The 2020 U.S. Open begins on Monday — without fans — as the country nears 6 million reported coronavirus cases. On the eve of the tournament, however, a French tennis player tested positive for COVID-19 and was dropped from the field.
Meanwhile, global cases surpassed 25 million on Sunday, with India reporting the worst daily spike in the world. India, which has reported more than 75,000 confirmed cases for four consecutive days, has the third-highest number of infections after the U.S. and Brazil.
In the U.S., California remains the state with the most confirmed cases, with infections surpassing 700,000 on Sunday. Gov. Gavin Newsom on Friday launched a new plan for reopening businesses that would prevent another surge in the state.
Some significant developments:
- The most complained about industries during the pandemic include fitness, telecommunication, banking and vacation rentals, according to FairShake data provided to USA TODAY.
- While the University of Virginia is preparing to begin in-person classes this week, Temple University and Northwestern University are among the major colleges scrambling to adjust amid the ongoing pandemic.
📈 Today’s numbers: Six states set records for new cases in a week while three states had a record number of deaths in a week, according to USA TODAY analysis of Johns Hopkins data. New case records were set in Indiana, Iowa, Kentucky, Minnesota, North Dakota and South Dakota. Record numbers of deaths were reported in Hawaii, Idaho and Oklahoma, and also Guam. The U.S. death toll surpassed 183,000 as cases approached 6 million. Globally, more than 846,000 people have died, according to Johns Hopkins University data.
📰 What we’re reading: A Michigan nursing home told its staff not to wear face masks or other personal protective equipment. According to the state’s health department, 19 residents died from COVID-19 at the home. Now, a victim’s family members are suing the nursing home.
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Universal Orlando cuts 800+ jobs amid ongoing COVID-19 pandemic
Hotels at the Universal Orlando Resort announced more than 800 employees will be losing their jobs as the Florida theme park industry continues to be devastated by the pandemic.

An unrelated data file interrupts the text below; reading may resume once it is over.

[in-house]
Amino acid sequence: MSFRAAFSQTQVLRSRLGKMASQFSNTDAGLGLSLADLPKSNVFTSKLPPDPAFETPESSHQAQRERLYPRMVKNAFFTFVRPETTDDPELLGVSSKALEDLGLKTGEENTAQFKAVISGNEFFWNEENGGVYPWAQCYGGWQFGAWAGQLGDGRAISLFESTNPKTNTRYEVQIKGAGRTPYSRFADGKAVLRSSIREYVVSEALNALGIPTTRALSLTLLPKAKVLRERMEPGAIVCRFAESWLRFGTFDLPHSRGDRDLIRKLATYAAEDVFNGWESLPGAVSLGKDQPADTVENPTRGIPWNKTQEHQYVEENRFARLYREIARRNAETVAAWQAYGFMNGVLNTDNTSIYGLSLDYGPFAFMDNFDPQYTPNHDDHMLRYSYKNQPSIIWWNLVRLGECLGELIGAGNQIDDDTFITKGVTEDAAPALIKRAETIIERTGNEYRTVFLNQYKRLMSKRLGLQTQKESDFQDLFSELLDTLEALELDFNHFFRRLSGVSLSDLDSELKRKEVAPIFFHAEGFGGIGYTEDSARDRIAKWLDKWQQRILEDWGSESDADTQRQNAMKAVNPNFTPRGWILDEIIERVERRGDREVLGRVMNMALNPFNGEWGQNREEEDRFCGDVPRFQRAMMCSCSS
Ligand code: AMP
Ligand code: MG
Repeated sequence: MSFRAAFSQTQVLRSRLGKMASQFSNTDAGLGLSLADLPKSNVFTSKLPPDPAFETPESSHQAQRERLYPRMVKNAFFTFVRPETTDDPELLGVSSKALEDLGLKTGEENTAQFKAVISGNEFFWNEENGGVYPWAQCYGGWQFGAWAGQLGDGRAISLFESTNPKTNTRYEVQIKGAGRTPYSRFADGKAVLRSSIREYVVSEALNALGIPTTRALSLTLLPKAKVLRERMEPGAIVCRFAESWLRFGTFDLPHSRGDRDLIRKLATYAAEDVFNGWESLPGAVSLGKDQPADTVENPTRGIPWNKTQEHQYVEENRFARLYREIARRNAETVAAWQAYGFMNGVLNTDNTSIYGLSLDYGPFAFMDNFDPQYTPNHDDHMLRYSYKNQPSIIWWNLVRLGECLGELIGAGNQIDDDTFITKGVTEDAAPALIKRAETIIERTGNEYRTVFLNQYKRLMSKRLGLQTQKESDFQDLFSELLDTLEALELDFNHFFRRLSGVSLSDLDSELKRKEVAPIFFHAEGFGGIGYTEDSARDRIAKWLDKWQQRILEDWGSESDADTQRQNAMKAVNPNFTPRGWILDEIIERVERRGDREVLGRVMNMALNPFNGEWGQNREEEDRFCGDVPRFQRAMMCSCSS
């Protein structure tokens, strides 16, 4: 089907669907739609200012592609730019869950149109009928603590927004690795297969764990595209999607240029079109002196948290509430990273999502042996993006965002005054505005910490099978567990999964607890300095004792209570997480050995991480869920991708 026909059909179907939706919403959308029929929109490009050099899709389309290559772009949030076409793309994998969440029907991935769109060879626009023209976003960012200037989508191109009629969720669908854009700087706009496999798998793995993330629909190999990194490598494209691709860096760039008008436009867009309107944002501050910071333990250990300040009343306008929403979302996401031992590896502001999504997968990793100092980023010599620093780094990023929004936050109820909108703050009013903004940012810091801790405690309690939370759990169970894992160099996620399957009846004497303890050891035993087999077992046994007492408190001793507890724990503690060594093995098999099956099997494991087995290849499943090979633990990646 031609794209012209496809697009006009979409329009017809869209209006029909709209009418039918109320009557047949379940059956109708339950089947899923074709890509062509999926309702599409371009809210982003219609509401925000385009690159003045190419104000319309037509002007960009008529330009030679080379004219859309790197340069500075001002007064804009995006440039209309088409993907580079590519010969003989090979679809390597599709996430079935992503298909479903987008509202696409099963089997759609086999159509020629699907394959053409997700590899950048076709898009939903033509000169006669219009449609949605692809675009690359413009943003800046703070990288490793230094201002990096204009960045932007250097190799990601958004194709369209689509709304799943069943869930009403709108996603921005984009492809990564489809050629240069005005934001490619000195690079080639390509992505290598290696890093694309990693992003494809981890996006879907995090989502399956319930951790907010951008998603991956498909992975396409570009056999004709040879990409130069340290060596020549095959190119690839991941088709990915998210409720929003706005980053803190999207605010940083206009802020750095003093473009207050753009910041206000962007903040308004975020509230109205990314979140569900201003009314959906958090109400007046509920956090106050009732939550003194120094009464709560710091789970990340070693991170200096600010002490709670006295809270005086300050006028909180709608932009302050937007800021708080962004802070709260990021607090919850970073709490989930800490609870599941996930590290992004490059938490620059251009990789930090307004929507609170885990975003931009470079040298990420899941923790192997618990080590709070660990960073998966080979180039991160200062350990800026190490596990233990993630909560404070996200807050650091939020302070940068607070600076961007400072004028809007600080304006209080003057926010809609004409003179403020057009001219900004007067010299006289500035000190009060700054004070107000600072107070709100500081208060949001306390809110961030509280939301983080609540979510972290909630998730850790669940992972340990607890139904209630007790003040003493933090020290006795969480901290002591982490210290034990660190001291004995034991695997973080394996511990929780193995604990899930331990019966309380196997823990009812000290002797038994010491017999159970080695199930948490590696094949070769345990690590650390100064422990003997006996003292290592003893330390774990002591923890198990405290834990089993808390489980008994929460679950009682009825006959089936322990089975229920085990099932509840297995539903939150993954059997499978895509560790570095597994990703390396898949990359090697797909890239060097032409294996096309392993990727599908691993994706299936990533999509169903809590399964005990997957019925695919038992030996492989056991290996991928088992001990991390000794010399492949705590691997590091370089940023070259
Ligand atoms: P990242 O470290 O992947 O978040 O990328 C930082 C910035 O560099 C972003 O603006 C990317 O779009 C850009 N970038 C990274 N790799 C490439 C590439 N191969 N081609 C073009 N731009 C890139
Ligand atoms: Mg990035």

The employees at Hard Rock Hotel, Loews Portofino Bay Hotel and Cabana Bay Beach Resort were indefinitely furloughed or permanently terminated, according to a notice filed last week by the company Loews Hotels & Co.
A company director said in a letter to the state that the surge of confirmed cases in late June and July and other states’ decisions to order Florida travelers to quarantine had caused a “sudden, dramatic and unexpected reversal in bookings.”
University of Virginia set to begin in-person classes after two-week delay
The University of Virginia says it plans to offer in-person instruction for the fall semester beginning with the opening of residence halls Thursday. UVA officials in Charlottesville said they had initially delayed the start of in-person undergraduate classes by two weeks to assess the spread of COVID-19 and to see how other schools have fared since opening.
The Richmond Times-Dispatch reports that UVA has reported 67 total positive COVID cases since Aug. 17 among students, faculty and staff. Of those, 23 were students who reported a positive test on Thursday, the school’s highest single-day total. Twenty-five students, faculty or staff have been hospitalized.
A look at how other colleges are faring:
- A day before classes are scheduled to begin, Utah State University announced Sunday that they will test nearly 300 students for COVID-19 after wastewater samples from four dormitories showed elevated levels of the coronavirus.
- The State University of New York Oneonta in central New York will suspend in-person instruction for two weeks after more than 100 students and faculty tested positive for the virus. It’s the first college to shut down in New York state as many schools prepare to reopen for online and in-person instruction this fall.